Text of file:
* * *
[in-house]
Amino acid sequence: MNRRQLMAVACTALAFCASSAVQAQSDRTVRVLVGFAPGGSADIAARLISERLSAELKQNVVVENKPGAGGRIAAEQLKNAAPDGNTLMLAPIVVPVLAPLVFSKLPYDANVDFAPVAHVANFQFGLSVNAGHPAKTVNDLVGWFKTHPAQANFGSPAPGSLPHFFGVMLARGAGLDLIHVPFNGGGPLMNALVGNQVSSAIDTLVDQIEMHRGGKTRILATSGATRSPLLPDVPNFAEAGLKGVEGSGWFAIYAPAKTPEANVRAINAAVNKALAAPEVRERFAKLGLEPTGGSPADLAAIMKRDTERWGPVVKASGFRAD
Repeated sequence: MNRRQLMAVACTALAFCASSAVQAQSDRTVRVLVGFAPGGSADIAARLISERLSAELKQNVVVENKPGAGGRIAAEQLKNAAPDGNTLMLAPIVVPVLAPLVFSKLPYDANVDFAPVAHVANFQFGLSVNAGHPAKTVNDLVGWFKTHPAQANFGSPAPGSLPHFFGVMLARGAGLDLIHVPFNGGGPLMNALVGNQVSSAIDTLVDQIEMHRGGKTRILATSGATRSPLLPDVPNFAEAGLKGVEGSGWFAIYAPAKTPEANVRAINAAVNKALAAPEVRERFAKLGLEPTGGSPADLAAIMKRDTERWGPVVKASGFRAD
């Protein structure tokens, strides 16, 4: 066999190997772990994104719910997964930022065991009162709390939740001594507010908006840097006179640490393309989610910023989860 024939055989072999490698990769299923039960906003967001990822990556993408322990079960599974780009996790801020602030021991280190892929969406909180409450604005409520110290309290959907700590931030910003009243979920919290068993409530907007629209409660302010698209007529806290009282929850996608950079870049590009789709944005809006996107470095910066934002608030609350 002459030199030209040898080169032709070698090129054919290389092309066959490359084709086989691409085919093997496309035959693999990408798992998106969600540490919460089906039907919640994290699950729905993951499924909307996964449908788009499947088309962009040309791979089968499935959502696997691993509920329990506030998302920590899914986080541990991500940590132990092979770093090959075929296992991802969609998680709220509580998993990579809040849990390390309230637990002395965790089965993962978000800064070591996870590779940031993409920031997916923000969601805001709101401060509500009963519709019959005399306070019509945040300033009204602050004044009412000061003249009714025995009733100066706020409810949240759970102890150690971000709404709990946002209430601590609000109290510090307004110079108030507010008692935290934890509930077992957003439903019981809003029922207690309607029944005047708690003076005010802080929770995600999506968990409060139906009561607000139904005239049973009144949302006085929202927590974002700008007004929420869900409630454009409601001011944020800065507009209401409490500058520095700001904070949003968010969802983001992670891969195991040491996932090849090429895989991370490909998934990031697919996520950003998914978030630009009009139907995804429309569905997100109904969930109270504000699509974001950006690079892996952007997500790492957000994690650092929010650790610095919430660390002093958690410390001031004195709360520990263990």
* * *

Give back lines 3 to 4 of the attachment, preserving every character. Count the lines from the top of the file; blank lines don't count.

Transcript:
Repeated sequence: MNRRQLMAVACTALAFCASSAVQAQSDRTVRVLVGFAPGGSADIAARLISERLSAELKQNVVVENKPGAGGRIAAEQLKNAAPDGNTLMLAPIVVPVLAPLVFSKLPYDANVDFAPVAHVANFQFGLSVNAGHPAKTVNDLVGWFKTHPAQANFGSPAPGSLPHFFGVMLARGAGLDLIHVPFNGGGPLMNALVGNQVSSAIDTLVDQIEMHRGGKTRILATSGATRSPLLPDVPNFAEAGLKGVEGSGWFAIYAPAKTPEANVRAINAAVNKALAAPEVRERFAKLGLEPTGGSPADLAAIMKRDTERWGPVVKASGFRAD
């Protein structure tokens, strides 16, 4: 066999190997772990994104719910997964930022065991009162709390939740001594507010908006840097006179640490393309989610910023989860 024939055989072999490698990769299923039960906003967001990822990556993408322990079960599974780009996790801020602030021991280190892929969406909180409450604005409520110290309290959907700590931030910003009243979920919290068993409530907007629209409660302010698209007529806290009282929850996608950079870049590009789709944005809006996107470095910066934002608030609350 002459030199030209040898080169032709070698090129054919290389092309066959490359084709086989691409085919093997496309035959693999990408798992998106969600540490919460089906039907919640994290699950729905993951499924909307996964449908788009499947088309962009040309791979089968499935959502696997691993509920329990506030998302920590899914986080541990991500940590132990092979770093090959075929296992991802969609998680709220509580998993990579809040849990390390309230637990002395965790089965993962978000800064070591996870590779940031993409920031997916923000969601805001709101401060509500009963519709019959005399306070019509945040300033009204602050004044009412000061003249009714025995009733100066706020409810949240759970102890150690971000709404709990946002209430601590609000109290510090307004110079108030507010008692935290934890509930077992957003439903019981809003029922207690309607029944005047708690003076005010802080929770995600999506968990409060139906009561607000139904005239049973009144949302006085929202927590974002700008007004929420869900409630454009409601001011944020800065507009209401409490500058520095700001904070949003968010969802983001992670891969195991040491996932090849090429895989991370490909998934990031697919996520950003998914978030630009009009139907995804429309569905997100109904969930109270504000699509974001950006690079892996952007997500790492957000994690650092929010650790610095919430660390002093958690410390001031004195709360520990263990």